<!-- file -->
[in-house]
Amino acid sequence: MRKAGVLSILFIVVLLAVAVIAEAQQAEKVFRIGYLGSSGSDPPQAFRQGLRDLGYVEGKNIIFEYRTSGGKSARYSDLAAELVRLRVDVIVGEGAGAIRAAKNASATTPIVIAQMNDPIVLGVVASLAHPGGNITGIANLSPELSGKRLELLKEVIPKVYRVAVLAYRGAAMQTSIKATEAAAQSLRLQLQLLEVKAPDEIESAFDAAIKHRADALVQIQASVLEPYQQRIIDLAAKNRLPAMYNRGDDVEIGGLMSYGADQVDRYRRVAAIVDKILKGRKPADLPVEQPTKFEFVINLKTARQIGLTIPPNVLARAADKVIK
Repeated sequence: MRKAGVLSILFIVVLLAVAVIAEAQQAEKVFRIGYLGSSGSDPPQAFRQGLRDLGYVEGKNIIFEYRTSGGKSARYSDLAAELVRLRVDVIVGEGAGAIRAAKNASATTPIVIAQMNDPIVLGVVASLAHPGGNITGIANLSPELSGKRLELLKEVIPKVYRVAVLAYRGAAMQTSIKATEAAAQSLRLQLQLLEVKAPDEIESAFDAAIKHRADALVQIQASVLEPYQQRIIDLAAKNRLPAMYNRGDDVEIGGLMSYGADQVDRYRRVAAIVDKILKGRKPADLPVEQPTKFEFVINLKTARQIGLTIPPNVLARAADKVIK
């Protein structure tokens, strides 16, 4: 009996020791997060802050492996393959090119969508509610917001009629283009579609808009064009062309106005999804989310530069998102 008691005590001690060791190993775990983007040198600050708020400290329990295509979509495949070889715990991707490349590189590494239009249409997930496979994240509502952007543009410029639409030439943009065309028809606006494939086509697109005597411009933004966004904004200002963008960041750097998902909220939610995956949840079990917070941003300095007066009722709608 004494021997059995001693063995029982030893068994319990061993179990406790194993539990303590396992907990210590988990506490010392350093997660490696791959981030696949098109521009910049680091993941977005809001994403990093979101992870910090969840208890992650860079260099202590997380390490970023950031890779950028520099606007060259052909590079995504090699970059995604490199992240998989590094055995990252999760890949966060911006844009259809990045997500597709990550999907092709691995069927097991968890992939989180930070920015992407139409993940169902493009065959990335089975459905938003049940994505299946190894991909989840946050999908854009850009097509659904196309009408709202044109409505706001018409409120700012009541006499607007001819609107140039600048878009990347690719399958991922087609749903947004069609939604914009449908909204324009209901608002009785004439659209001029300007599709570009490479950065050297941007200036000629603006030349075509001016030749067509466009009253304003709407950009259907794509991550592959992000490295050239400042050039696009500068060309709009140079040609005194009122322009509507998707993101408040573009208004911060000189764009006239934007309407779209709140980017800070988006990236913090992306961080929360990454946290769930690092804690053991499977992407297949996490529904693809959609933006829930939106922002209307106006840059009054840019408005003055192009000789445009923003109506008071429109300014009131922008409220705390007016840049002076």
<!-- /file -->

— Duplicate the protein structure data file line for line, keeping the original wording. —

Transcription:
[in-house]
Amino acid sequence: MRKAGVLSILFIVVLLAVAVIAEAQQAEKVFRIGYLGSSGSDPPQAFRQGLRDLGYVEGKNIIFEYRTSGGKSARYSDLAAELVRLRVDVIVGEGAGAIRAAKNASATTPIVIAQMNDPIVLGVVASLAHPGGNITGIANLSPELSGKRLELLKEVIPKVYRVAVLAYRGAAMQTSIKATEAAAQSLRLQLQLLEVKAPDEIESAFDAAIKHRADALVQIQASVLEPYQQRIIDLAAKNRLPAMYNRGDDVEIGGLMSYGADQVDRYRRVAAIVDKILKGRKPADLPVEQPTKFEFVINLKTARQIGLTIPPNVLARAADKVIK
Repeated sequence: MRKAGVLSILFIVVLLAVAVIAEAQQAEKVFRIGYLGSSGSDPPQAFRQGLRDLGYVEGKNIIFEYRTSGGKSARYSDLAAELVRLRVDVIVGEGAGAIRAAKNASATTPIVIAQMNDPIVLGVVASLAHPGGNITGIANLSPELSGKRLELLKEVIPKVYRVAVLAYRGAAMQTSIKATEAAAQSLRLQLQLLEVKAPDEIESAFDAAIKHRADALVQIQASVLEPYQQRIIDLAAKNRLPAMYNRGDDVEIGGLMSYGADQVDRYRRVAAIVDKILKGRKPADLPVEQPTKFEFVINLKTARQIGLTIPPNVLARAADKVIK
């Protein structure tokens, strides 16, 4: 009996020791997060802050492996393959090119969508509610917001009629283009579609808009064009062309106005999804989310530069998102 008691005590001690060791190993775990983007040198600050708020400290329990295509979509495949070889715990991707490349590189590494239009249409997930496979994240509502952007543009410029639409030439943009065309028809606006494939086509697109005597411009933004966004904004200002963008960041750097998902909220939610995956949840079990917070941003300095007066009722709608 004494021997059995001693063995029982030893068994319990061993179990406790194993539990303590396992907990210590988990506490010392350093997660490696791959981030696949098109521009910049680091993941977005809001994403990093979101992870910090969840208890992650860079260099202590997380390490970023950031890779950028520099606007060259052909590079995504090699970059995604490199992240998989590094055995990252999760890949966060911006844009259809990045997500597709990550999907092709691995069927097991968890992939989180930070920015992407139409993940169902493009065959990335089975459905938003049940994505299946190894991909989840946050999908854009850009097509659904196309009408709202044109409505706001018409409120700012009541006499607007001819609107140039600048878009990347690719399958991922087609749903947004069609939604914009449908909204324009209901608002009785004439659209001029300007599709570009490479950065050297941007200036000629603006030349075509001016030749067509466009009253304003709407950009259907794509991550592959992000490295050239400042050039696009500068060309709009140079040609005194009122322009509507998707993101408040573009208004911060000189764009006239934007309407779209709140980017800070988006990236913090992306961080929360990454946290769930690092804690053991499977992407297949996490529904693809959609933006829930939106922002209307106006840059009054840019408005003055192009000789445009923003109506008071429109300014009131922008409220705390007016840049002076």